Can we make better graphs of global temperature history?

I’m writing this post to see if our audience can help out with a challenge: Can we collectively produce some coherent, properly referenced, open-source, scalable graphics of global temperature history that will be accessible and clear enough that we can effectively out-compete the myriad inaccurate and misleading pictures that continually do the rounds on social media?

Bad graphs

One of the most common fallacies in climate is the notion that, because the climate was hotter than now in the Eocene or Cretaceous or Devonian periods, we should have no concern for current global warming. Often this is combined with an implication that mainstream scientists are somehow unaware of these warmer periods (despite many of us having written multiple papers on previous warm climates). This is fallacious on multiple grounds, not least because everyone (including IPCC) has been discussing these periods for ages. Additionally, we know that sea levels during those peak warm periods were some 80 meters higher than today, and that impacts of the current global warming are going to be felt by societies and existing ecosystems that are adapted for Holocene climates – not climates 100 million years ago.

In making this point the most common graph that gets used is one originally put online by “Monte Hieb” on this website. Over the years, the graphic has changed slightly

Monte Hieb temperature/CO2 schematics

(versions courtesy of the wayback machine), but the essential points have remained the same. The ‘temperature’ record is a hand-drawn schematic derived from the work of Chris Scotese, and the CO2 graph is from a model that uses tectonic and chemical weathering histories to estimate CO2 levels (Berner 1994; Berner and Kothavala, 2001). In neither case is there an abundance of measured data.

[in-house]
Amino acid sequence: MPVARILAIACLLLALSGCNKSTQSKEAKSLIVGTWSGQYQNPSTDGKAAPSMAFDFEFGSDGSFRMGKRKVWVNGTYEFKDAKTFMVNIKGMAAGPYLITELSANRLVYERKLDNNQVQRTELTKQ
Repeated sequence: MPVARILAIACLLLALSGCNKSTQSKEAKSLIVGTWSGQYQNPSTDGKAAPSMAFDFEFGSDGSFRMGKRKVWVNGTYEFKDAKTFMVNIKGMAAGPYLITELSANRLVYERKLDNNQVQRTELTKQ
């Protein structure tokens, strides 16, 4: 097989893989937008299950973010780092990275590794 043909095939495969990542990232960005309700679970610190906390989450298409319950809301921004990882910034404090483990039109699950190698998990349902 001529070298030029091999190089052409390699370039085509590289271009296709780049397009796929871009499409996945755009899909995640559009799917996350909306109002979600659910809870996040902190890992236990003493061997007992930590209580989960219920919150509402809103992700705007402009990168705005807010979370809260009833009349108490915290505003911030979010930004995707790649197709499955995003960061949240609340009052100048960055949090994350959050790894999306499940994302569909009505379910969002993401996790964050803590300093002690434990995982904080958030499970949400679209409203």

The original Scotese renderings are also available (again, earlier versions via the wayback machine):

Scotese reconstructions

Scotese is an expert in reconstructions of continental positions through time and in creating his ‘temperature reconstruction’ he is basically following an old-fashioned idea (best exemplified by Frakes et al’s 1992 textbook) that the planet has two long-term stable equilibria (‘warm’ or ‘cool’) which it has oscillated between over geologic history. This kind of heuristic reconstruction comes from the qualitative geological record which gives indications of glaciations and hothouses, but is not really adequate for quantitative reconstructions of global mean temperatures. Over the last few decades, much better geochemical proxy compilations with better dating have appeared (for instance, Royer et al (2004)) and the idea that there are only two long-term climate states has long fallen by the wayside.

However, since this graphic has long been a favorite of the climate dismissives, many different versions do the rounds, mostly forwarded by people who have no idea of the provenance of the image or the lack of underlying data, or the updates that have occurred. Indeed, the 2004 version is the most common, having been given a boost by Monckton in 2008 and many others. Most recently, Patrick Moore declared that this was his favorite graph.

Page 1 of 3 | Next page


  1. R.A. Berner, "GEOCARB II; a revised model of atmospheric CO 2 over Phanerozoic time", American Journal of Science, vol. 294, pp. 56-91, 1994.
  2. R.A. Berner, "GEOCARB III: A revised model of atmospheric CO2 over Phanerozoic time", American Journal of Science, vol. 301, pp. 182-204, 2001.